The American Civil Liberties Union has filed a workplace discrimination lawsuit against Disney on behalf of a former employee. Imane Boudlal, 28, a U.S. citizen born in Morocco, previously worked at Storytellers Cafe at the Grand Californian Hotel in Anaheim. She says she became the target of discrimination based on her Muslim beliefs while working there, enduring ethnic insults such as “terrorist” and “camel” from her former co-workers and supervisors. Boudlal, who began working for Disney in April 2008, claims her supervisors acknowledged the problem but took no action when she reported the harassment.
In addition to being verbally harassed, Boudlal encountered resistance when she requested to wear a hijab at work, which is a head scarf traditionally worn by Muslim women. According to the Los Angeles Daily News, the lawsuit alleges that after Boudlal’s request was considered for two months, she was ultimately told a hijab “would violate Disney’s ‘look’ policy.” Even after she offered to wear one which bore the Disney logo or had colors matching her employee uniform, her supervisors suggested that she work out of sight from restaurant patrons or wear a large fedora-type hat over her hijab. According to the lawsuit, she was fired when she refused either of those options.
Following the lawsuit filing, Boudlal released this statement: “Disneyland calls itself the happiest place on earth, but I faced harassment as soon as I started working there. It only got worse when I decided to wear a hijab. My journey towards wearing it could not have been more American; it began at my naturalization ceremony. I realized that I had the freedom to be who I want and freely practice my religion. Neither Disney nor anyone else can take that from me.”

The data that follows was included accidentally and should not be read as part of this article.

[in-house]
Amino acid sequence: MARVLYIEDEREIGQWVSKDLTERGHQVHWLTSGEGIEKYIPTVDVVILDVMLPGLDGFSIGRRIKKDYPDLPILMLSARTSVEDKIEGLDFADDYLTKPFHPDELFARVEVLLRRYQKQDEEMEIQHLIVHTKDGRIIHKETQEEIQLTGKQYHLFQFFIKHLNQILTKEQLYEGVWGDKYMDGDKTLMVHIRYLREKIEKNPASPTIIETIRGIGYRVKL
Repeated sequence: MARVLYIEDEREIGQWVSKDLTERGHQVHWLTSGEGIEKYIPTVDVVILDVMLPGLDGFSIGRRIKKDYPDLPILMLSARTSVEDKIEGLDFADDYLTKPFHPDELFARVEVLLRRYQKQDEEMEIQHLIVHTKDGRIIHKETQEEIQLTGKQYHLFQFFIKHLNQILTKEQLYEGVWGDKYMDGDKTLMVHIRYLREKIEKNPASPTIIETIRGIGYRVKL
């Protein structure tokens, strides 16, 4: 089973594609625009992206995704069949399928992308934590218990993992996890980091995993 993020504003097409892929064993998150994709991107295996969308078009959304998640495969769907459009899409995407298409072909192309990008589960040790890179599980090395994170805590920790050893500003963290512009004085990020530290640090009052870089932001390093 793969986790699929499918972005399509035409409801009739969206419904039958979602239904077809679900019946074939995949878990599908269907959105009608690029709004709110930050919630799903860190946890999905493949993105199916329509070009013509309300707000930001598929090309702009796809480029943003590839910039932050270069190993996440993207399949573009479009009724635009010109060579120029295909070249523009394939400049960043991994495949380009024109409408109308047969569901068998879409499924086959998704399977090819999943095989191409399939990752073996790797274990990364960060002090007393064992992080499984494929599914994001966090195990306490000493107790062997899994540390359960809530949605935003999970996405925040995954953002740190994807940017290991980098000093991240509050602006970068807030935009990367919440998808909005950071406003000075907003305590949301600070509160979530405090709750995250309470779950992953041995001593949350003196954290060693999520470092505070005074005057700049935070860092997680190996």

The ACLU believes Disney handled the hijab dispute poorly, to say the least. According to Mark Rosenbaum, chief counsel for the ACLU of Southern California, “Had Imane been Princess Jasmine, a cartoon Muslim, Disney would not only have permitted her to wear a hijab, they would have exploited it.” Anne Richardson, another ACLU attorney, also commented on the issue: “At Disney, animated characters have more civil rights than the people who work there. This is modern day Jim Crow. Muslims who want to express their religion by wearing a headscarf have to work in the back, out of sight.”
Employees in the U.S. are legally protected from discrimination and harassment based on their religious beliefs, race, national origin, gender, sexual orientation, age or disability. If you have been the victim of workplace discrimination, a Los Angeles employment attorney can protect your rights under federal and state law. To learn about your legal rights, contact an experienced Los Angeles employment lawyer today.